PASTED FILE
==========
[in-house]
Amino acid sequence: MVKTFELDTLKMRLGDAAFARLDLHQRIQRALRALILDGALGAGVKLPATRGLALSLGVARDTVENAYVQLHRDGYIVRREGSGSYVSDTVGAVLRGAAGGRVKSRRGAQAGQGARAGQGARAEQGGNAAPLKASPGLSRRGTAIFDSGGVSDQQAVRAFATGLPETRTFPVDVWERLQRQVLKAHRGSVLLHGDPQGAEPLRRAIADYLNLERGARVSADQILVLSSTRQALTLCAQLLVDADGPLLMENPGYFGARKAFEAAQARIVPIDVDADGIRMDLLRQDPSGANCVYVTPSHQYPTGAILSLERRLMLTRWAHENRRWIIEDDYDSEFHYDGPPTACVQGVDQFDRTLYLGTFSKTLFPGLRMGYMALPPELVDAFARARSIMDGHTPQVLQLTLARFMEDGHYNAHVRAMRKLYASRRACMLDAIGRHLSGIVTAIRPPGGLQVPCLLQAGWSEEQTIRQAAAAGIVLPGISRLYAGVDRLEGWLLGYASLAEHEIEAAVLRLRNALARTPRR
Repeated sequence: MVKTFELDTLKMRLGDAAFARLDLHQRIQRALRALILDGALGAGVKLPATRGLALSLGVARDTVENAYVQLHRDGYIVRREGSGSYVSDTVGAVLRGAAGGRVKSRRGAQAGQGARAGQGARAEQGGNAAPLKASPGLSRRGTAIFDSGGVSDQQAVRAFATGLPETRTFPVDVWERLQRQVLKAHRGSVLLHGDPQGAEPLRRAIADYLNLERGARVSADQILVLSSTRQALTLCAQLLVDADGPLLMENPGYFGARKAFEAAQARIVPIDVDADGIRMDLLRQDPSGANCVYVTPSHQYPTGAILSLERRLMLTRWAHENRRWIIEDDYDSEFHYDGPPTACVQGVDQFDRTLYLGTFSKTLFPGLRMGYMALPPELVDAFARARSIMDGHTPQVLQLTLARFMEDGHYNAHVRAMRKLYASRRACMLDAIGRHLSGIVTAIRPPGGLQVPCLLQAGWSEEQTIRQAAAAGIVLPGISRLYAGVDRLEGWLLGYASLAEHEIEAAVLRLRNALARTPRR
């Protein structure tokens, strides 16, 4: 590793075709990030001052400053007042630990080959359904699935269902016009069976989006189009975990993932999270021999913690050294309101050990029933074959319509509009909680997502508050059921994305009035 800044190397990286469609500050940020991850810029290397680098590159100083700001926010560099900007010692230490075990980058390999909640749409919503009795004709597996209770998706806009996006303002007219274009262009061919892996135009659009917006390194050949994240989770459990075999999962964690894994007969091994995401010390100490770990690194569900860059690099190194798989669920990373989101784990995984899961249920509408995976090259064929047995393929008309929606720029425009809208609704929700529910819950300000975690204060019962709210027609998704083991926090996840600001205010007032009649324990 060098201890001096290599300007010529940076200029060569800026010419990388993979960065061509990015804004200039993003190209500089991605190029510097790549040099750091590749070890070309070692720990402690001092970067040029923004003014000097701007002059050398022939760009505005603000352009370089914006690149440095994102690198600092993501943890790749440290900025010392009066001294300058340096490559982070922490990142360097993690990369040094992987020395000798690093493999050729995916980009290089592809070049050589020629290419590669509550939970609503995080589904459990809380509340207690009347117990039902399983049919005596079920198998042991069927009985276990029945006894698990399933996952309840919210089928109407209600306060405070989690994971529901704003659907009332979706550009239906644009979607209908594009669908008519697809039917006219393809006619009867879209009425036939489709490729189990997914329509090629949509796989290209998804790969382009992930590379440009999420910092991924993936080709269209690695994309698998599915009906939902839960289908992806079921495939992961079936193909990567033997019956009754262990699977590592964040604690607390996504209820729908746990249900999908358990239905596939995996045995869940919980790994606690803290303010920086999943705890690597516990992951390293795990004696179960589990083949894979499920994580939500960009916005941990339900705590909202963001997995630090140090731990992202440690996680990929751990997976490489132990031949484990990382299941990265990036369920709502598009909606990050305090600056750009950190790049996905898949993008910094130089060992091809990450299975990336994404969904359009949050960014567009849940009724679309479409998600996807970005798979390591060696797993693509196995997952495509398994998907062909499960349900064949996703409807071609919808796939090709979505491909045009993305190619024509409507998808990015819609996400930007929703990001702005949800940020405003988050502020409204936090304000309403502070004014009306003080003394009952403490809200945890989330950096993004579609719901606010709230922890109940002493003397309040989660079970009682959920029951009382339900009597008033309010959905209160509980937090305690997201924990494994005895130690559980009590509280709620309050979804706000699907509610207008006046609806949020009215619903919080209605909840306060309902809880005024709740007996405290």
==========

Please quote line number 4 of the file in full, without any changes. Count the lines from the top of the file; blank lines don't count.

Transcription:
């Protein structure tokens, strides 16, 4: 590793075709990030001052400053007042630990080959359904699935269902016009069976989006189009975990993932999270021999913690050294309101050990029933074959319509509009909680997502508050059921994305009035 800044190397990286469609500050940020991850810029290397680098590159100083700001926010560099900007010692230490075990980058390999909640749409919503009795004709597996209770998706806009996006303002007219274009262009061919892996135009659009917006390194050949994240989770459990075999999962964690894994007969091994995401010390100490770990690194569900860059690099190194798989669920990373989101784990995984899961249920509408995976090259064929047995393929008309929606720029425009809208609704929700529910819950300000975690204060019962709210027609998704083991926090996840600001205010007032009649324990 060098201890001096290599300007010529940076200029060569800026010419990388993979960065061509990015804004200039993003190209500089991605190029510097790549040099750091590749070890070309070692720990402690001092970067040029923004003014000097701007002059050398022939760009505005603000352009370089914006690149440095994102690198600092993501943890790749440290900025010392009066001294300058340096490559982070922490990142360097993690990369040094992987020395000798690093493999050729995916980009290089592809070049050589020629290419590669509550939970609503995080589904459990809380509340207690009347117990039902399983049919005596079920198998042991069927009985276990029945006894698990399933996952309840919210089928109407209600306060405070989690994971529901704003659907009332979706550009239906644009979607209908594009669908008519697809039917006219393809006619009867879209009425036939489709490729189990997914329509090629949509796989290209998804790969382009992930590379440009999420910092991924993936080709269209690695994309698998599915009906939902839960289908992806079921495939992961079936193909990567033997019956009754262990699977590592964040604690607390996504209820729908746990249900999908358990239905596939995996045995869940919980790994606690803290303010920086999943705890690597516990992951390293795990004696179960589990083949894979499920994580939500960009916005941990339900705590909202963001997995630090140090731990992202440690996680990929751990997976490489132990031949484990990382299941990265990036369920709502598009909606990050305090600056750009950190790049996905898949993008910094130089060992091809990450299975990336994404969904359009949050960014567009849940009724679309479409998600996807970005798979390591060696797993693509196995997952495509398994998907062909499960349900064949996703409807071609919808796939090709979505491909045009993305190619024509409507998808990015819609996400930007929703990001702005949800940020405003988050502020409204936090304000309403502070004014009306003080003394009952403490809200945890989330950096993004579609719901606010709230922890109940002493003397309040989660079970009682959920029951009382339900009597008033309010959905209160509980937090305690997201924990494994005895130690559980009590509280709620309050979804706000699907509610207008006046609806949020009215619903919080209605909840306060309902809880005024709740007996405290």